Watchdog warns of risks in exotic 'energy' drinks

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Indy Lifestyle Online

Exotic plant extracts routinely added to high-energy soft drinks should be more strictly controlled, Britain's Food Standards Agency has warned. The agency, set up last year to protect consumers, is calling on the European Commission to investigate the rapidly expanding use of medicinal herbs such as ginseng, guarana, and echinacea as stimulants and flavourings by the £178m energy drinks sector, following a crackdown on "health" drinks in the US.

The agency's proposals would force the makers of drinks such as Purdey's, Solstis, Lipovitan B3 and Pete and Johnny's to prove that such herbs are safe. The companies may be forced to cut the level of potentially risky ingredients or print health warnings on labels. Red Bull, which has 70 per cent of the British market, has already been accused by the Advertising Standards Authority and the Consumers Association of misleading people by claiming that it "vitalises mind and body".

Stimulant drinks are now the biggest growth area in Britain's soft drinks industry, with sales, spurred by club culture, rising by 17 per cent last year. But the industry was shaken when the US Food and Drug Administration wrote to manufacturers telling them their use of the herbs was illegal. American law says firms must show that all ingredients are safe for use in foods, even if they are already approved for medical use. The companies contacted by the FDA will now have to produce scientific evidence that their products are safe.

The crackdown affects products sold in the American market by drinks giants such as Pepsi and Cadbury-Schweppes, which recently bought Snapple, a fruit juice brand which in the US features guarana, echinacea and ginseng.

The US controversy has highlighted a loophole in British and European laws on the use of medicinal herbs in drinks. Although traditional herbs used for medical purposes are checked by the Medicines Control Agency, and labelled with safety guidelines, the same plants can be used in drinks without testing if they have been generally used for years. This means they escape strict EU regulations which require testing for novel or new ingredients.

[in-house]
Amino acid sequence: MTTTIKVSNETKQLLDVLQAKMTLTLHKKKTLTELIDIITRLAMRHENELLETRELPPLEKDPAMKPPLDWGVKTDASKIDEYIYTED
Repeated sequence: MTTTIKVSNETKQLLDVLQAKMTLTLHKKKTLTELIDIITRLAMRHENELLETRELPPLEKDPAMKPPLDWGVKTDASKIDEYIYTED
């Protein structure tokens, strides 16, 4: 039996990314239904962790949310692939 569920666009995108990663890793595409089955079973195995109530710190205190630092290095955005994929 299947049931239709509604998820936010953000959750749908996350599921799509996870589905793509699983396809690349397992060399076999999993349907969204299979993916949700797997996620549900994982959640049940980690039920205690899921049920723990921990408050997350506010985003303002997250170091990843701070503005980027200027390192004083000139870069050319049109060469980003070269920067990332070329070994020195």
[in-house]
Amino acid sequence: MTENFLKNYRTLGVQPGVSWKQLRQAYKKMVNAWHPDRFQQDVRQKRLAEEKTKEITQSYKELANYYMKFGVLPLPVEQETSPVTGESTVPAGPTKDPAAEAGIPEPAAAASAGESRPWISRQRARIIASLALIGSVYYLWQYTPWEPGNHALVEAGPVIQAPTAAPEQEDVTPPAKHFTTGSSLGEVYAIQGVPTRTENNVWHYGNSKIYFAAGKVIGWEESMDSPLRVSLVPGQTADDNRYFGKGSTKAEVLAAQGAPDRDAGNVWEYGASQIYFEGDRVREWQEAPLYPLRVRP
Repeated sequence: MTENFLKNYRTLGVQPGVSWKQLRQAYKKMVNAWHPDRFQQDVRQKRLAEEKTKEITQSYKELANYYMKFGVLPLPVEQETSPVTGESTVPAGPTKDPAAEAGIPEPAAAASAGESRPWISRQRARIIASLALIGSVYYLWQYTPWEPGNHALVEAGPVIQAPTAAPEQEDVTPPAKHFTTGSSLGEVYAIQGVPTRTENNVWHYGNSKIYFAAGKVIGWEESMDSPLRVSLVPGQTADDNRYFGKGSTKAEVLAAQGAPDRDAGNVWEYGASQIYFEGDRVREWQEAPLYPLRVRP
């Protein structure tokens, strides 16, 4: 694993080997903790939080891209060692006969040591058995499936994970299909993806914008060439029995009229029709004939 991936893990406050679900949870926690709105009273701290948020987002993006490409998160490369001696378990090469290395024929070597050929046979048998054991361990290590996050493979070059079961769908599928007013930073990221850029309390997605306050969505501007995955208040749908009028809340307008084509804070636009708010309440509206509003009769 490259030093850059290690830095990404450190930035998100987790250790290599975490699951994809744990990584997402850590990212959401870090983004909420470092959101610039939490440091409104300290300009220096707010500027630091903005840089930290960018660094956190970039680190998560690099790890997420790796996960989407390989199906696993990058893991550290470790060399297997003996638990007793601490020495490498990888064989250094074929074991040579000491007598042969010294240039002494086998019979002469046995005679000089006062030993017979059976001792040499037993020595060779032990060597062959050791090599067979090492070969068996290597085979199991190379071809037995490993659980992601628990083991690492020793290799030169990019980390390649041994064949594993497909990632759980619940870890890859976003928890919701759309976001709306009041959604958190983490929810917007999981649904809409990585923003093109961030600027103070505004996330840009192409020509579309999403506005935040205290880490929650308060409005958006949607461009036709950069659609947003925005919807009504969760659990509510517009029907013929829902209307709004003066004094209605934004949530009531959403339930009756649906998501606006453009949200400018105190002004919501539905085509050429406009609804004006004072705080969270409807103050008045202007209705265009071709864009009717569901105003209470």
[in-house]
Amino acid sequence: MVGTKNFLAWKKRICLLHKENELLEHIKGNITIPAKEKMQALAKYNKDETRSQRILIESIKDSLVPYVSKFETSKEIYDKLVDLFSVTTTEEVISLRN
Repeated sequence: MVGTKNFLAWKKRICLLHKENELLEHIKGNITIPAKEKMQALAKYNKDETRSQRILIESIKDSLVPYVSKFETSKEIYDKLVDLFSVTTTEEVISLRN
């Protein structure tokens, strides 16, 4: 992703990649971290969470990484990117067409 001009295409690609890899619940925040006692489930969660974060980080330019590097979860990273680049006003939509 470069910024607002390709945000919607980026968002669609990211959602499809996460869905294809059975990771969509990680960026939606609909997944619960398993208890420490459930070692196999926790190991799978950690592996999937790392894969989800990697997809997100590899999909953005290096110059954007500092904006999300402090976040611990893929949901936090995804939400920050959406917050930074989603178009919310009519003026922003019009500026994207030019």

While there is no scientific evidence that energy drinks are dangerous, health experts and consumer groups fear consumers could take unsafe levels of some herbs, or be confused about their health value.

Experts warn that guarana, a South American bean, should be used cautiously by people with heart problems, and pregnant or breast-feeding women, because it contains high levels of caffeine. Ginseng, used to aid alertness and stress-resistance, is regarded as safe, but should be avoided during colds or bouts of flu. Echinacea, a remedy for coughs and infections, should not be taken constantly because it could harm the immune system.

Manufacturers insist their products are safe, but have contradictory views about using them. Pete and Johnny's, which sells four fruit drinks with a different herb in each, said it will not mix plants because each herb has a particular function. GlaxoSmithKline puts both guarana and ginseng in its Solstis Lucozade drink, but claims they are flavourings not energy enhancers.

The agency said that while it had no evidence of ill-effects caused by these herbs it is concerned that existing EU food safety regulations are too lax. The agency is pressing David Byrne, the public health commissioner, to extend an EU inquiry into the use of vitamins and minerals in food supplements to cover energy drinks.

Harry Cragoe, the chief executive of Pete and Johnny's, said: "We know an enormous number of people believe herbal remedies play an active role in their lifestyles and we're providing products to fulfil that need."

Additional research by Ivan Zenovic

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